Rediscovering Stockholm Part III

Glass blowing

Glass blowing workshop at Skansen.

As you may have noticed from the date on this post and the last one, it’s been a while since I wrote anything. I’ve been away on holiday, then overseas for work and even got to stop and visit my family. But now I’m back and it’s time to finish off some of the stories I started, and then there are lots more stories to share. So back to B’s visit to Stockholm…!

Saturday rolled around and off we went to Skansen, an outdoor open air museum/zoo located in the centre of Stockholm. I had been there once before, not long after I first arrived in Stockholm, but had not seen everything, so I was equally looking forward to going as was B. We started with the craft section. First up we got to go into to a glass blowing workshop, and watch a girl make a paper weight in the shape of an apple from scratch. It was surprisingly awesome to see, and must have taken some skill to do!

From there we headed off in the direction of the carpenty workshop, where we got to see a man crafting beautiful furniture.

Woodwork

Wood working at Skansen.

We went from there to another workshop but I’m not sure what to call this one. It smelled something like a mechanics workshop, but there were no cars, just an older man working on something mechanical… (do you like the girl description there?). Then we continued around Skansen, spying all the animals (wolverines are real animals, not just a character in X Men), admiring the beautiful old buildings, watching some traditional folk dancing and finally enjoying a big fat ice cream!

Bear

Bears!

We also saw bears at the zoo, and while M has expressed a keen interest in encountering one of these beasts in their natural habitat, I’m a little more cautious and am quite happy to view them in their enclosure.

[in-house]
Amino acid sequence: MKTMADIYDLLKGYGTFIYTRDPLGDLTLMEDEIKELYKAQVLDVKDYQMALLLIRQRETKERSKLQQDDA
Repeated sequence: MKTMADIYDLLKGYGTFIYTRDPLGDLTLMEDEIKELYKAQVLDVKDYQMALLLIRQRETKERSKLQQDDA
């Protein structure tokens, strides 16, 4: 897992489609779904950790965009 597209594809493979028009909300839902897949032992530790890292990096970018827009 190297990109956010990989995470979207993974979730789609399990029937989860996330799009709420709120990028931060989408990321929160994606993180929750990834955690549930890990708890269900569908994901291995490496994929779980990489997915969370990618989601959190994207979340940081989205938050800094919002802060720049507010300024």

Farm building

An old farm building.

Fold dancing

Traditional folk dancing.

Traditional costumes

Traditional costumes for children.

Much more colourful and lively in real life, a group of 9-10 people were performing traditional folk dances, dressed in traditional costume. I did see that after their efforts they sat down to a “traditional” afternoon tea – well deserved!

Farm house

Old style farm house.

This is the old style farm stead building. You can see a little clock in the centre of the roof. Inside had been preserved just as if it was still being lived in from all those years ago – the beds, heating, kitchen, wall paper, lighting. It was really amazing. More surprising is that sometimes around rural areas of Sweden you can still come across buildings from this era.

After our 5 hour sojourn around Skansen, we intended to head back to Gamla Stan seeing as I had rushed B the day before. However, along the way, and very near the Vasa museum, we came across a free open air concert. Now I can’t remember what it was called, but we stopped there for an hour or more, and met friends of mine there. It was good timing to have a lie down in the grass and listen to live music.  Then on again, through Gamla Stan and off towards Södermalm. By now it was getting late, and most shops had closed, so no shopping for us, but restaurants were open and we found ourselves at a surprisingly tasty little Indian restaurant. It didn’t look like much, and I can’t say I was thrilled with the service, but the food was really good!

Södermalm

I don’t often take photos where I think, wow that’s a good shot. But this one of Södermalm, seen looking across from Gamla Stan on this Saturday evening, with the late summer sun shining on the old buildings, has to be one of those pics when I think, oh I got that right! How can you resist a city this pretty?

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